Where Deals Are Regularly Dished
Making an important business call in an unfamiliar city? Every town has at least one place that locals love but visitors never try. Here is a guide to some legendary dealmaking eateries across the country.
Business is discussed, ideas are hatched, and deals are often sealed over a meal rather than in an office. Power dining spots like the Four Seasons in New York or Spago's in Los Angeles are well known. But there are a lot of lesser known and arguably less swank establishments where business chatter mixes with clatter from the kitchen.
Wal-Mart founder Sam Walton was a regular and Don Tyson, who built Tyson Foods, was recently seen here lunching with Arkansas governor Mike Beebe. Neal's Cafe has been a favorite of Arkansas farmers, businessmen, and politicos since the 1940s. The decor hasn't changed much over the years, with its sparkly gold seating and taxidermic trophies on the walls. The cuisine hasn't bowed to fashion either, with down-home country favorites like fried chicken, pork chops, and meat loaf served with sides of yams, green beans, and gravy-smothered biscuits. Patrons say the pies will bring tears to your eyes so get an extra piece to go. The waitresses, who call everyone "hon," will wrap a slice in wax paper affixed with a toothpick. Address: 806 North Thompson Street.
GORAT'S STEAK HOUSE
It's one of Warren Buffett's favorite haunts and he often dines here with members of Berkshire Hathaway's board, like Microsoft's Bill Gates and Yahoo's Susan Decker. Buffett usually orders a T-bone steak, as steak is Gorat's specialty, though adventurous diners could opt for fried ravioli or herring in sour cream. Sides include hash browns, saut�ed mushrooms, and a salad that is basically iceberg lettuce topped with a radish. Like Neal's, Gorat's opened in the 1940s and its interior, which some might call fusty, has also remained about the same. The walls are brick and wood paneling, the flooring burgundy carpet, the tables Formica, the plants fake. The oil paintings by unknown Italian artists are wincingly bad but with Buffett nearby entertaining the likes of Michael Eisner and Martha Stewart, no one pays much attention to the art. Address: 4917 Center Street.
Redwood City, California
This Silicon Valley location is where lots of techies develop ideas and discuss future ventures. Open 24 hours, the booths are almost always filled with patrons crowded around a laptop or even sketching something out on a paper napkin. The biggest deal struck here was the partnership between Google and YouTube. Over "Grand Slam" breakfasts of pancakes, scrambled eggs, bacon, and sausage, as well as a couple of orders of chicken fingers, Google founder Larry Page and C.E.O. Eric Schmidt made their successful $1.65 billion offer to YouTube founders Chad Hurley and Steve Chen. Address: 1201 Broadway Street.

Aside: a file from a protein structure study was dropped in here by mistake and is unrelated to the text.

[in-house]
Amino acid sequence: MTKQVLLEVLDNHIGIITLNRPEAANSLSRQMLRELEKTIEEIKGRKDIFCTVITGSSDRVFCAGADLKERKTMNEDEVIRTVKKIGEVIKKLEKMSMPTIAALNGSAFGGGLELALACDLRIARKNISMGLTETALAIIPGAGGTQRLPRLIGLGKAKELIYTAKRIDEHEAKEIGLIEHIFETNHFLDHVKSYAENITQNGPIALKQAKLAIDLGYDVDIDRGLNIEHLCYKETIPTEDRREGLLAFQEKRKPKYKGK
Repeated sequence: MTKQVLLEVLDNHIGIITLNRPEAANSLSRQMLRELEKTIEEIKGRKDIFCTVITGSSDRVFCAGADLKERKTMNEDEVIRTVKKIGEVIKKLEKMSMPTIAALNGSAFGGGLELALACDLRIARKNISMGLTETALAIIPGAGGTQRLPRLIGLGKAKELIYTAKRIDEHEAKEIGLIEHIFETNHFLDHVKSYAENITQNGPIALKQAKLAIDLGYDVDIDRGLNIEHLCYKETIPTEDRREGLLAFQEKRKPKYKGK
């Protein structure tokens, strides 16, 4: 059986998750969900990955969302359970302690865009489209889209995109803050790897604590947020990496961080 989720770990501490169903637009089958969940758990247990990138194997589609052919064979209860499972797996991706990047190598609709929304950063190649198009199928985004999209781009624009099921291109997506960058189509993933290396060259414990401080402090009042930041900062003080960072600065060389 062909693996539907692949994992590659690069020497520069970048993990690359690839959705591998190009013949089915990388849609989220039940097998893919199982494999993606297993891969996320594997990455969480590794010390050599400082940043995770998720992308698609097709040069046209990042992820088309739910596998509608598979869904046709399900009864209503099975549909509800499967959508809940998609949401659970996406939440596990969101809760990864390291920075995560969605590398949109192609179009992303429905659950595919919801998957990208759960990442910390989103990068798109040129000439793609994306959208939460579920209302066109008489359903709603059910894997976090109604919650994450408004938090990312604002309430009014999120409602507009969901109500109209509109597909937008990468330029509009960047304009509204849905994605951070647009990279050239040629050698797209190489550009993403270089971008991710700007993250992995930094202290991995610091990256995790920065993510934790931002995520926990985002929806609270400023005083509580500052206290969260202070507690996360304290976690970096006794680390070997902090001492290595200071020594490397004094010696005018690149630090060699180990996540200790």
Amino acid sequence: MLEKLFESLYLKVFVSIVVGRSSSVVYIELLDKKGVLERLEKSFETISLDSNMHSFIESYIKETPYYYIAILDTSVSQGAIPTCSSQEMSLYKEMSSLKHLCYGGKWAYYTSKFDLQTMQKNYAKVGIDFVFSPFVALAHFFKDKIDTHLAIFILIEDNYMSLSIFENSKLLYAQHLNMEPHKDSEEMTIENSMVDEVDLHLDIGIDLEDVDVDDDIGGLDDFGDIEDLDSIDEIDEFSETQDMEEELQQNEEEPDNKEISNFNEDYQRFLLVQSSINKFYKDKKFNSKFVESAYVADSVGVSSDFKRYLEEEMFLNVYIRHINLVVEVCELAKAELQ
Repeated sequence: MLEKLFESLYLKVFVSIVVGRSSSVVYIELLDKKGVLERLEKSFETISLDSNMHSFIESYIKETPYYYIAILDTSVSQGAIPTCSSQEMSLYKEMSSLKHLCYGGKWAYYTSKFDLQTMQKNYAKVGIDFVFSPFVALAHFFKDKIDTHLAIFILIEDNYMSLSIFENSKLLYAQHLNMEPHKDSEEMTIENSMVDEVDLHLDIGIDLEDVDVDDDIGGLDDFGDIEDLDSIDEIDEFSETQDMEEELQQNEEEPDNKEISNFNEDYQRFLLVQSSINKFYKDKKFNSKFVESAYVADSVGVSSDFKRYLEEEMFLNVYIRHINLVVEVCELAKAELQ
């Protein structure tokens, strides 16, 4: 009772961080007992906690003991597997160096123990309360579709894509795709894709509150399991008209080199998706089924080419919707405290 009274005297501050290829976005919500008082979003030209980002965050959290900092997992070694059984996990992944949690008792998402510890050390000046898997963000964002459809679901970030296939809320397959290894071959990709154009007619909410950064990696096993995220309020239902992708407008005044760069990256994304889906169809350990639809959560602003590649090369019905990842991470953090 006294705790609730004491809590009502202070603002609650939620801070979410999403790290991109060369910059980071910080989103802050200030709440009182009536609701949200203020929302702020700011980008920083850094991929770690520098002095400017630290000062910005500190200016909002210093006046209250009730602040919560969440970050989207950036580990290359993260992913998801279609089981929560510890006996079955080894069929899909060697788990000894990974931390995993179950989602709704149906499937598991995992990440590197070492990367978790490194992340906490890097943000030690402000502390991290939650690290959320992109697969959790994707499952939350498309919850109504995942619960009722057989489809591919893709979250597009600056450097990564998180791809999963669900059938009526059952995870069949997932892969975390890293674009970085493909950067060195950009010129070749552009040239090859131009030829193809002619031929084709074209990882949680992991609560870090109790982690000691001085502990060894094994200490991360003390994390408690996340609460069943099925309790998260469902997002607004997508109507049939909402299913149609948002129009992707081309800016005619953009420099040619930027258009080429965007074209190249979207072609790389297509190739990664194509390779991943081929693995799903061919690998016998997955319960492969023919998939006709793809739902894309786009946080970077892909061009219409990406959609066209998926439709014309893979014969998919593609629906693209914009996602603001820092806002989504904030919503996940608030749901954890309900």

Businessmen fling their ties over their shoulders to prevent stains from dribbles of barbeque sauce at this Houston institution. Oilmen and U.S. presidents (Bush Sr. and Jr.) dine on the shaded concrete patio, talking shop and using lots of paper napkins while eating the ribs, brisket, and sausage links. Sides include barbeque beans and potato salad. There's a house-label root beer, but most opt for iced tea or a longneck bottle of beer, depending on how soon they need to get back to the office. Address: 5502 Memorial Drive.
San Francisco, California
Another popular Silicon Valley spot, this gyro stand has 7-inch and 9-inch Mediterranean-style pita sandwiches, falafel, and hummus. There are only a few tables so most of the idea exchange, networking, and dealmaking gets done while waiting in a line that snakes out the door at lunchtime. Employees of CNET, Yelp, TeeBeeDee, and other tech startups queue up daily and question each other about their latest projects. Address: 118 New Montgomery Street.
CURRY IN A HURRY
New York, New York
Though rough and a little seedy, this Indian and Pakistani cafeteria is nonetheless a favorite gathering place for people with offices in lower midtown Manhattan, like Russell Simmons, hip-hop mogul and C.E.O. of Rush Communications. A vegan, Simmons likes the curry eggplant and green vegetable juice here and discusses business with colleagues and clients in the upstairs dining area. But there are plenty of non-vegan options, including meat-filled dosas and samosas, along with chicken, beef, and lamb vindaloos and biryanis. Address: 119 Lexington Avenue, at 28th Street.
Architects and their clients study blueprints at this little pastry shop in the Lakeview neighborhood of Chicago. Management from nearby restaurants interviews prospective chefs, sous chefs, and waitstaff here. Bittersweet is known for its decadent chocolates but also serves quiches and grilled sandwiches, usually with cheese oozing out of the sides. More often however, business is discussed over coffee and a plate of cookies. Address: 1114 West Belmont Avenue.
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